Surinam: Doing business and staying in touch
Doing Business in Surinam
A suit is expected for business. All appointments should be honoured, though punctuality may be difficult owing to unpredictable transport.
Mon-Thurs 0700-1500, Fri 0700-1430.
The most important industry is mining, especially alumina, oil and gold. There are also thought to be substantial reserves of other metal ores. The manufacturing industry is dominated by of cigarettes, drinks and chemicals.
Agricultural products include rice, citrus fruits, sugar and bananas, although this part of the economy is suffering. Shrimp fishing is both important and lucrative. Livestock breeding and, most controversially, logging in Surinam's vast jungle interior are also big earners.
Inflation was at 9.5% in 2005, and growth was 5.1% in 2007.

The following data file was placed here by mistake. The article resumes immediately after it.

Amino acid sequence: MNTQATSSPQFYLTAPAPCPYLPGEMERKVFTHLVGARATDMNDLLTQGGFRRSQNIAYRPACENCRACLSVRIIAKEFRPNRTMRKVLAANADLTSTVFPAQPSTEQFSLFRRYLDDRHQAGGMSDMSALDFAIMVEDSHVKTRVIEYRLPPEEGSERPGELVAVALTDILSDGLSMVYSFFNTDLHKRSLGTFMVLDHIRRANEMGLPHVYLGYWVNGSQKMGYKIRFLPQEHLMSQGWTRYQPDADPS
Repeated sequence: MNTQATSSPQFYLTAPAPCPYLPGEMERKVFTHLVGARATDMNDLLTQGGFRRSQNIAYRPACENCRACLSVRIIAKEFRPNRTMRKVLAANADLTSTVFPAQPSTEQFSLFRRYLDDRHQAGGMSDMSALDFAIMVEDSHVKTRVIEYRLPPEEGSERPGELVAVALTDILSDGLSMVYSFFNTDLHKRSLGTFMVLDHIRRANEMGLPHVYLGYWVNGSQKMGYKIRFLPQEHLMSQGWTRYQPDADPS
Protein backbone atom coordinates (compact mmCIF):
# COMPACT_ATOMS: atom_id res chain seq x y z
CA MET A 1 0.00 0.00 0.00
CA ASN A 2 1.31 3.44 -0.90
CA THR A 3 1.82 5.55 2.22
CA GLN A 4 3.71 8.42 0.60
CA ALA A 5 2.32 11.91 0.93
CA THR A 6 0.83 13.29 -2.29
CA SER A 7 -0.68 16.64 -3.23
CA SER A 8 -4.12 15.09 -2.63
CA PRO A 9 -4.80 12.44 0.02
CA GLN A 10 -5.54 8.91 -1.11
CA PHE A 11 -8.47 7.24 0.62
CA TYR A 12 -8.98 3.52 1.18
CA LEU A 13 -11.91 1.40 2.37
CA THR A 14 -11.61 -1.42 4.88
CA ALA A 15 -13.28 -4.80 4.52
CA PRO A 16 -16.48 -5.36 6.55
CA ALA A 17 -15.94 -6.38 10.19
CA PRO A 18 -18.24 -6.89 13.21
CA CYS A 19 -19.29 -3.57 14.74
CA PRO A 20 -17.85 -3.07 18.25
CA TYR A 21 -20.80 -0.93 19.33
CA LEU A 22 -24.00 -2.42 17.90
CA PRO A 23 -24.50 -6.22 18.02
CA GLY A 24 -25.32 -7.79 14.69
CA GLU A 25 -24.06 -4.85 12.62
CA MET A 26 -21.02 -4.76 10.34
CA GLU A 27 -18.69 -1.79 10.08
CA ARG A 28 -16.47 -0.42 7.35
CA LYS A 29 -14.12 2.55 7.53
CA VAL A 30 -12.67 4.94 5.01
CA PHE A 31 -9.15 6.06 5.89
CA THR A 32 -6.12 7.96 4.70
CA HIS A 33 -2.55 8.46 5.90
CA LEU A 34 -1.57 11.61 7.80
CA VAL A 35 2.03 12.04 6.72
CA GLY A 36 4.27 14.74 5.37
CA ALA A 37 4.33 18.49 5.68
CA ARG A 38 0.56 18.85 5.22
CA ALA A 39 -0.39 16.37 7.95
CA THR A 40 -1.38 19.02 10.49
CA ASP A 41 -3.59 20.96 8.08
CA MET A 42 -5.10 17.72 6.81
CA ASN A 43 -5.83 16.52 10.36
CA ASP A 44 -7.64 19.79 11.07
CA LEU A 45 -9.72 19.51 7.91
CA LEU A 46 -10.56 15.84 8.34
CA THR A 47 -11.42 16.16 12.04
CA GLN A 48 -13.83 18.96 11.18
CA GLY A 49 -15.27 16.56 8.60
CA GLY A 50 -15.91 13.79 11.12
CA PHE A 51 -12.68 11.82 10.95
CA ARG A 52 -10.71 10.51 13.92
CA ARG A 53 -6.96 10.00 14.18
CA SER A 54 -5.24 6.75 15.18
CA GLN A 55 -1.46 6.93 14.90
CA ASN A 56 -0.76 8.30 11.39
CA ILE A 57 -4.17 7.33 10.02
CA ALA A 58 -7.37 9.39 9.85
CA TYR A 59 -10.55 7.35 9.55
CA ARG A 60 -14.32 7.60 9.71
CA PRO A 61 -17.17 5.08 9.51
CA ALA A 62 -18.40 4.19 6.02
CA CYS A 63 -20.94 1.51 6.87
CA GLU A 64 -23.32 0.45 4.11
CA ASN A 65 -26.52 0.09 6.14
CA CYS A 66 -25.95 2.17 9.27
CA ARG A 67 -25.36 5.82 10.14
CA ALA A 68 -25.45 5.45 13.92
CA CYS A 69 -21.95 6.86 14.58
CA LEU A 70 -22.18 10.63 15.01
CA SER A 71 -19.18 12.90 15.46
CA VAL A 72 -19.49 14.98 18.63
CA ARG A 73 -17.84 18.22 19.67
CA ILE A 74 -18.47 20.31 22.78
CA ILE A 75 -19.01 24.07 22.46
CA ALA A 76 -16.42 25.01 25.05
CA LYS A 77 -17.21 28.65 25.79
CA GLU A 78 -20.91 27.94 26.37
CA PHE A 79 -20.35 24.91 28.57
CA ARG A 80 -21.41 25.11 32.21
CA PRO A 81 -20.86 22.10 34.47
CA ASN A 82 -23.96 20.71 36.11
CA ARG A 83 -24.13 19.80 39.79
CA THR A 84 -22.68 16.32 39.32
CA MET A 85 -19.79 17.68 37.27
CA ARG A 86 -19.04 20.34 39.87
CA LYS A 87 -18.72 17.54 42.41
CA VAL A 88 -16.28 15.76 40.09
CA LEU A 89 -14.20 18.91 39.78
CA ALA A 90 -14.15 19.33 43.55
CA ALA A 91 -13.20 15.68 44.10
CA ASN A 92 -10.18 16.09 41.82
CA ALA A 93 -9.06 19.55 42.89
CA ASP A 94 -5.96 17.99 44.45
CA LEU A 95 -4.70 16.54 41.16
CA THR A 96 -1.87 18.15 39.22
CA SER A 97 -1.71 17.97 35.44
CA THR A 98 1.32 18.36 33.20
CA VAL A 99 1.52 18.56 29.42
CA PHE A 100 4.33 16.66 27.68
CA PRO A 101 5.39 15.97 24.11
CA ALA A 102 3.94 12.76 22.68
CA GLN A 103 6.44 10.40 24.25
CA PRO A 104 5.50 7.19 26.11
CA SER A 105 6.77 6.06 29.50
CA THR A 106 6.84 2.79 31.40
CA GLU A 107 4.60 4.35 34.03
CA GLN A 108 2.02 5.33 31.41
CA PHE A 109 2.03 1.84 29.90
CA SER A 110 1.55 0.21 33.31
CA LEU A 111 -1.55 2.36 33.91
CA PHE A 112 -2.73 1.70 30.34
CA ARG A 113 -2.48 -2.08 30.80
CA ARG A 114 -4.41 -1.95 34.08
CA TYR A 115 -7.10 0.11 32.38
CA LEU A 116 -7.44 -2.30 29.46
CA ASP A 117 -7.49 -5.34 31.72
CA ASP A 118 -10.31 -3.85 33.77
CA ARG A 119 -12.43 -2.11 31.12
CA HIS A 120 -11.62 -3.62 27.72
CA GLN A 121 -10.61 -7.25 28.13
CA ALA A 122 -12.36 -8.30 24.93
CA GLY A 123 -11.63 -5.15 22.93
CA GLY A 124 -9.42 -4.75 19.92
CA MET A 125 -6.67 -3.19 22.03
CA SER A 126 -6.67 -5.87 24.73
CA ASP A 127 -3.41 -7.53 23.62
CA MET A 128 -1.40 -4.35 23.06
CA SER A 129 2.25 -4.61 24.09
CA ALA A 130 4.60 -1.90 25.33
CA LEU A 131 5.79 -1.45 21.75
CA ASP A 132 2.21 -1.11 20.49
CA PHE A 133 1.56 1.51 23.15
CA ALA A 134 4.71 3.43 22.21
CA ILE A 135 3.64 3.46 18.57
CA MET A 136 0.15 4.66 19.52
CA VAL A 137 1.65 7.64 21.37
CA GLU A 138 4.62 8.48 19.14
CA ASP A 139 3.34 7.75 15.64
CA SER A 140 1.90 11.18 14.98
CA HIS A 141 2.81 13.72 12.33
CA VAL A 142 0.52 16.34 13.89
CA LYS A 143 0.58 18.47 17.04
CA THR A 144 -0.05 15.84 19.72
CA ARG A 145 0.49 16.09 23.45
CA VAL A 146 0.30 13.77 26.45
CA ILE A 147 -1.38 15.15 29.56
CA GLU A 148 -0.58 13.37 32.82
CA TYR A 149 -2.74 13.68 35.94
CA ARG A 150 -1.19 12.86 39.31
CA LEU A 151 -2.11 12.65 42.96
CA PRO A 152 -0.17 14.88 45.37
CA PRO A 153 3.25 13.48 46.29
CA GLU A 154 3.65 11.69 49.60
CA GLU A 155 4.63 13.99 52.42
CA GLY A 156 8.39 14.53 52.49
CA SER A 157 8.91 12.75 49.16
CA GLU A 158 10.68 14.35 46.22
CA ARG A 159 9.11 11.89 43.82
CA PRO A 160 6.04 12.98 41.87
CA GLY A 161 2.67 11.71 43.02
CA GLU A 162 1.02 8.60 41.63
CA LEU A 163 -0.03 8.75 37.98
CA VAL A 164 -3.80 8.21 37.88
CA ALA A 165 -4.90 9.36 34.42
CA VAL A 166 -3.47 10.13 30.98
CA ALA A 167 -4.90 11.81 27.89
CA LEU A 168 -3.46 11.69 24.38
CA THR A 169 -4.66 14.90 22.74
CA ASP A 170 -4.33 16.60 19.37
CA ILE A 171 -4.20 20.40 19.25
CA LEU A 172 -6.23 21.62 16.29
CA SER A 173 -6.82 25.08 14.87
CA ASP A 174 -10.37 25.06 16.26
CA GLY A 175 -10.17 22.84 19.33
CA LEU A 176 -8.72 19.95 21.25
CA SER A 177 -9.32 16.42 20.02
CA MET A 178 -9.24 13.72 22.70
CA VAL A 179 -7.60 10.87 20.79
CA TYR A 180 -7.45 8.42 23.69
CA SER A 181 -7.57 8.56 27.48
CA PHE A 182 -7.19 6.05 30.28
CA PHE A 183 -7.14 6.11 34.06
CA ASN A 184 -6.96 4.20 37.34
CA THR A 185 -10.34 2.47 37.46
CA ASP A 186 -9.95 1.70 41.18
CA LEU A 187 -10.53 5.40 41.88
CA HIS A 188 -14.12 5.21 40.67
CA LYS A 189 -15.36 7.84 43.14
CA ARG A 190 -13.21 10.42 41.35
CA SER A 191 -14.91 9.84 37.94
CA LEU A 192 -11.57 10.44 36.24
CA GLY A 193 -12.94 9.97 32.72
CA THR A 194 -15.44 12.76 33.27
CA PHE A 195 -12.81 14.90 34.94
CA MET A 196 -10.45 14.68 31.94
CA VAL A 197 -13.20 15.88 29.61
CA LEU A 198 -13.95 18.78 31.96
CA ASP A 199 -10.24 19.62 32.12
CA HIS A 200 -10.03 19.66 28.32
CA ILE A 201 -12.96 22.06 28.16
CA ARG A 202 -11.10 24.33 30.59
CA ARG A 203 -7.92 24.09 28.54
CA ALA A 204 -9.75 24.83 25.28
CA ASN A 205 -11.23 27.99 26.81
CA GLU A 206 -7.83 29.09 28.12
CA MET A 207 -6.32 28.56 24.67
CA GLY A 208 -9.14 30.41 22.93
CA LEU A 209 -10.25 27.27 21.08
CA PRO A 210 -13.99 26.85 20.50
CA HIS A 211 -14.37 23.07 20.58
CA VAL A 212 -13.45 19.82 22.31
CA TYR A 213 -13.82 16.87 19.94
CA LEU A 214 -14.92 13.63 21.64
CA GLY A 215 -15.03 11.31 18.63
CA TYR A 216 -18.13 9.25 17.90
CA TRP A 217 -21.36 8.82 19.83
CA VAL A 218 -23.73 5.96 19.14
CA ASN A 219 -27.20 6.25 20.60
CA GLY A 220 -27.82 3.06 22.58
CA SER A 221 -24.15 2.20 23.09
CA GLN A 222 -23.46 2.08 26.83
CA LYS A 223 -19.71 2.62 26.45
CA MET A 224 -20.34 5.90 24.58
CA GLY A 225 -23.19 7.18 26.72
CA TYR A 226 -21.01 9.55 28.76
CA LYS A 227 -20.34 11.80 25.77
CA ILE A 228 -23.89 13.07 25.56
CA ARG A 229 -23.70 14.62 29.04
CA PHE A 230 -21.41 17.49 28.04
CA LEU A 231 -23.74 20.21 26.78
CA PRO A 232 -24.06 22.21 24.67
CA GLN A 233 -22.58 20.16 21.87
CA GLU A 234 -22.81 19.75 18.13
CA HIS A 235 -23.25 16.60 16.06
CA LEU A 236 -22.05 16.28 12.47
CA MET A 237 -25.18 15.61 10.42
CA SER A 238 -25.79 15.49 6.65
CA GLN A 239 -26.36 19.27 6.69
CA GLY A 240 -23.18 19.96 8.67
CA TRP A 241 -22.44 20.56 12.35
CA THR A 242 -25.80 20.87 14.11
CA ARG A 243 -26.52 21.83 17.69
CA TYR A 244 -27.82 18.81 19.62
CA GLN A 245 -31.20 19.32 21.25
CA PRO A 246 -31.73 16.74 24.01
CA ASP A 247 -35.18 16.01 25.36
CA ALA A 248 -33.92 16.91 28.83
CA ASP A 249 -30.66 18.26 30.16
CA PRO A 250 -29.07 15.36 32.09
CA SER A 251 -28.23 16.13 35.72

Foreign aid, especially from The Netherlands (the former colonial power), has been essential to the economy but political disagreements have meant that it has not always been forthcoming. Surinam became a full member of the Caribbean trading bloc CARICOM in 1995. Economic policy has become more austere to tackle monetary difficulties under the supervision of international bodies.
US$2.2 billion (2007).
Aluminium, gold, crude oil, wood and wood products, and rice.
Capital equipment, petroleum, iron and steel products, agricultural products and consumer goods.
Main trading partners
USA, Norway, The Netherlands, Canada and Trinidad & Tobago.
Keeping in Touch in Surinam
There are no area codes.
Roaming agreements exist with some international mobile phone companies. Coverage is mainly limited to Paramaribo.
Internet cafes are available.
The government allows freedom of expression and the state broadcast media offer a range of views.
Airmail to and from Europe usually takes about one week to arrive.Post Office hours
0700 to mid-afternoon.